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Although it was not necessary for the left-wing Catalan group the Comuns to abstain this Thursday in the Spanish Congress on an ERC proposal for the negotiation of a referendum between Catalonia and Spain to know exactly where they stood, what happened should help shed some light on the negotiations to form a parliamentary and government majority out of last weekend’s election results. On Sunday, the voters stubbornly chose a pro-independence government, certainly with a different priority than the one that has existed until now, and with the CUP (Popular Unity Candidature) having a no less important role, as not only are its votes necessary but it has more than doubled its parliamentary representation. But Catalans who went to the polls did not show any fatigue with regard to the bipartisan government of recent years - although there were plenty of reasons to do so - as the 65-seat total of the two governing parties, ERC (Republican Left) and Junts (Together for Catalonia), is only one fewer than in 2017. Thus it does not allow this conclusion, unless it is based on the legitimate interests that each of them may have.

Arithmetic and politics certainly allow for many twists and turns, especially in the early days of a negotiation, when a few inflamed words can stand stronger than any analysis no matter how exaggerated they seem. However, little by little, the soufflé is beginning to drop and soon everything will no longer be possible. The Catalan Socialist (PSC) aspirant, Salvador Illa, now knows that he will not be president of the Generalitat. He does not have enough votes to propel his investiture forward and, as happened in 2017 with Inés Arrimadas, his election-night victory has no practical consequences. The only presidential candidate with options is Pere Aragonès, the candidate of the Republican Left, which was the most voted pro-independence party and has the responsibility of building a government.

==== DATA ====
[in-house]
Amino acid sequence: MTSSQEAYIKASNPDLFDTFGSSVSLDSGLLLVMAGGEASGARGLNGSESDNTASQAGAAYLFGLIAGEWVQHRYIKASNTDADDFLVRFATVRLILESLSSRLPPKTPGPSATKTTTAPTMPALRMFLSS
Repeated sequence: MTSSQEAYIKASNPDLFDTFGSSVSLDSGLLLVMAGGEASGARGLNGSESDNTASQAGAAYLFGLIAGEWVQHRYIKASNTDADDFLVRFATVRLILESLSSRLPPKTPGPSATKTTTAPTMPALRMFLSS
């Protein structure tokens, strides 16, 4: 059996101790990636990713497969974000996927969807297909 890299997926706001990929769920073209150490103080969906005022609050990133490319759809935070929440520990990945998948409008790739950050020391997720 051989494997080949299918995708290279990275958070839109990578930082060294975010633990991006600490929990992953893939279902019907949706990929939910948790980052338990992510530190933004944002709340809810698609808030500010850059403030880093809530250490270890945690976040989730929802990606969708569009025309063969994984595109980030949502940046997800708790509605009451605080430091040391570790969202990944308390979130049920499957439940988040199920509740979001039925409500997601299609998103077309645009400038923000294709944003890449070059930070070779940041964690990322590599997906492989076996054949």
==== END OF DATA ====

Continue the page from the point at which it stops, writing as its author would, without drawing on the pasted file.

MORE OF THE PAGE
It will not be in an alliance with the PSC, nor with the votes of its 33 deputies, which has been categorically ruled out and rejected ad nauseum by Aragonès and Junqueras. Unlike 2003 and 2006 - when those two parties did form a Catalan alliance - this pool has been bone dry for some time, and recently, differences between the PSC and ERC have got worse, perhaps with the (non) granting of pardons as a backdrop. There has also been speculation about an alliance between the ERC, the CUP and the Comuns - yes, those people who abstain from committing themselves to a negotiated referendum - which would reach 50 MPs. This formula, if it emerged, would have neither an absolute majority in the first ballot (68), nor a simple majority - more affirmative votes than negative votes - which is the requirement to be successful in the second ballot. Not even the most optimistic calculations today give a result that offers a green light to this alternative.

And so with all these options discarded, it only remains for ERC and Junts to sit down and talk without vetoes and with a constructive spirit. The disagreements of recent times must be used to provide a good guideline on what cannot be repeated. But the poor management in particular areas as well. Catalan politics has an excess of theatricality and contortionism. We’ve seen it in the recent past with baffling performances that sometimes have looked more like the satirical show Polònia than a Hitchcockian drama. The time for making wishes has passed and the voters have spoken. They have given the independence movement a very broad strength in very difficult circumstances and have made it clear that they are there, that they are still there, vigilant of what their political representatives are doing.

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